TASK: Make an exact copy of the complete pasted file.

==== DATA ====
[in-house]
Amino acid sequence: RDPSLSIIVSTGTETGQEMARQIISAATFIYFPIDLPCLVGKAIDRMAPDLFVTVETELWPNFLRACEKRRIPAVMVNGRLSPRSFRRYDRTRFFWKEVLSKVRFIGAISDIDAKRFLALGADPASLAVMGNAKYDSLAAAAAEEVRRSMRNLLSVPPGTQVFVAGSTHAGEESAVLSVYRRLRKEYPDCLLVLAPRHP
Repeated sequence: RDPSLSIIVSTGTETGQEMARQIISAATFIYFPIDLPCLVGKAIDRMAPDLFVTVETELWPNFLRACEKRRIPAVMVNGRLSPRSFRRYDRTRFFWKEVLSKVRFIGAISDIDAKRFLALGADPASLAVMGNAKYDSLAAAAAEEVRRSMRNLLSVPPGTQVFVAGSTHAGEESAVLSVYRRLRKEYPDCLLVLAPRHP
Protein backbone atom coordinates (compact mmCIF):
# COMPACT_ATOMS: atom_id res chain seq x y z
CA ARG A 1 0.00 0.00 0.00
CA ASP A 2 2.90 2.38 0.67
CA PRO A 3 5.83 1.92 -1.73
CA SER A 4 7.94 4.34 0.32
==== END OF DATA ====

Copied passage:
[in-house]
Amino acid sequence: RDPSLSIIVSTGTETGQEMARQIISAATFIYFPIDLPCLVGKAIDRMAPDLFVTVETELWPNFLRACEKRRIPAVMVNGRLSPRSFRRYDRTRFFWKEVLSKVRFIGAISDIDAKRFLALGADPASLAVMGNAKYDSLAAAAAEEVRRSMRNLLSVPPGTQVFVAGSTHAGEESAVLSVYRRLRKEYPDCLLVLAPRHP
Repeated sequence: RDPSLSIIVSTGTETGQEMARQIISAATFIYFPIDLPCLVGKAIDRMAPDLFVTVETELWPNFLRACEKRRIPAVMVNGRLSPRSFRRYDRTRFFWKEVLSKVRFIGAISDIDAKRFLALGADPASLAVMGNAKYDSLAAAAAEEVRRSMRNLLSVPPGTQVFVAGSTHAGEESAVLSVYRRLRKEYPDCLLVLAPRHP
Protein backbone atom coordinates (compact mmCIF):
# COMPACT_ATOMS: atom_id res chain seq x y z
CA ARG A 1 0.00 0.00 0.00
CA ASP A 2 2.90 2.38 0.67
CA PRO A 3 5.83 1.92 -1.73
CA SER A 4 7.94 4.34 0.32